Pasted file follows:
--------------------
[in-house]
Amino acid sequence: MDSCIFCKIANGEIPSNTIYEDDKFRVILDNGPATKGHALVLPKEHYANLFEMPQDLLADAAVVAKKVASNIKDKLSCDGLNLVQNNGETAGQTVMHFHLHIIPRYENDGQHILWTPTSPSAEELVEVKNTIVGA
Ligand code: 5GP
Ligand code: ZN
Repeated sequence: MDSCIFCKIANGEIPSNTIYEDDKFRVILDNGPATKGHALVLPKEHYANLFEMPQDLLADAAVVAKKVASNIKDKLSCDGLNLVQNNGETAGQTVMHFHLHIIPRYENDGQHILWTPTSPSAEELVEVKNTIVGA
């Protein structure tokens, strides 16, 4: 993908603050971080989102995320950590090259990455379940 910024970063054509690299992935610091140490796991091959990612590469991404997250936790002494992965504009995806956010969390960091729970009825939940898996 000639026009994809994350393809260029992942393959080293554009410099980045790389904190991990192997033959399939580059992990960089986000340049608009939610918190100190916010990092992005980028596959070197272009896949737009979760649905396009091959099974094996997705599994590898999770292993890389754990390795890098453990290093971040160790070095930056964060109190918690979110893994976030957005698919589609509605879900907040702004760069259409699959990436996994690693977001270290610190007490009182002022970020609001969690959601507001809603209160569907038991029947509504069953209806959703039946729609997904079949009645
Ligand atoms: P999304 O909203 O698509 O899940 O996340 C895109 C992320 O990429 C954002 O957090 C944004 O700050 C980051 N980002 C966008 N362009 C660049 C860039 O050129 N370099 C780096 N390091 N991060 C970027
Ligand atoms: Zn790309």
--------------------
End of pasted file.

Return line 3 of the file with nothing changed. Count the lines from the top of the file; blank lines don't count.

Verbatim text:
Ligand code: 5GP